Identifying and assessing risks top the priority list. Then you should categorize them based on their potential impact on the overall project and the probability of their occurrence.
Roles should be clearly defined so that each of your teammates knows the scope of their duties when it’s time to address the risk.
5. Ensuring workers’ and the building’s safety.
Successful completion of a construction project is not only about time and cost-effectiveness. Every single aspect of the accomplished work should comply with building codes, plans, and specifications.
Besides, deep knowledge of workplace health and safety regulations is an absolute must. Unfortunately, worker safety remains one of the most important issues in the construction industry, and the PM has a primary role of making the construction site safe for every single worker and visitor.
6. Putting together the budget.
You are the keeper of the budget, so staying within the predetermined boundaries is essential.
Budgets for wages, equipment, and materials — everything should be thoroughly considered.
Remember, it’s important to keep the clients updated for any budget-related issues as soon as they pop up. This will help you take the stress out of the process and tackle issues effectively before matters get too complicated.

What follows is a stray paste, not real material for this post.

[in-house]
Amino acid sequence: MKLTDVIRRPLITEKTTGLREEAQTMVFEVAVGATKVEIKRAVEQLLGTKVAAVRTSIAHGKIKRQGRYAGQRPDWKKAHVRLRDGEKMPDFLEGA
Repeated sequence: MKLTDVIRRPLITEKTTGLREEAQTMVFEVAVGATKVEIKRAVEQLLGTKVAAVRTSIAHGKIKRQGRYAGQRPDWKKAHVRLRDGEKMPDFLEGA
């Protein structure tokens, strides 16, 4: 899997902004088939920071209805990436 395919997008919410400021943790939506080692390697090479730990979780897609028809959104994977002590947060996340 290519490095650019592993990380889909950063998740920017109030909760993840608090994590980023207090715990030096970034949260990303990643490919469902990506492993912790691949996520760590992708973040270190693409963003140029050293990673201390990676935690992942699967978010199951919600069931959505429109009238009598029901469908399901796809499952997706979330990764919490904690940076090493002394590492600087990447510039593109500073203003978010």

7. Obtaining and distributing resources.
From nails to bulldozers, the construction Project Manager must obtain all of the materials, equipment, and supplies necessary for the construction.
Tracking inventory effectively is also important. You don’t want unnecessary stuff to pile up on the construction site. On the other hand, you don’t want to lose time on obtaining necessary supplies when the construction is in full progress. Finding the balance is tough, but that’s what makes a PM stand out.
Also, be prepared to review and update any changes in the project and allocate resources accordingly. Flexibility and strategic thinking are important to be able to make the right decisions.
8. Hiring, firing, and managing staff.
Do you have competent and motivated staff on board? You are halfway through. Most likely, your project is going to be a success!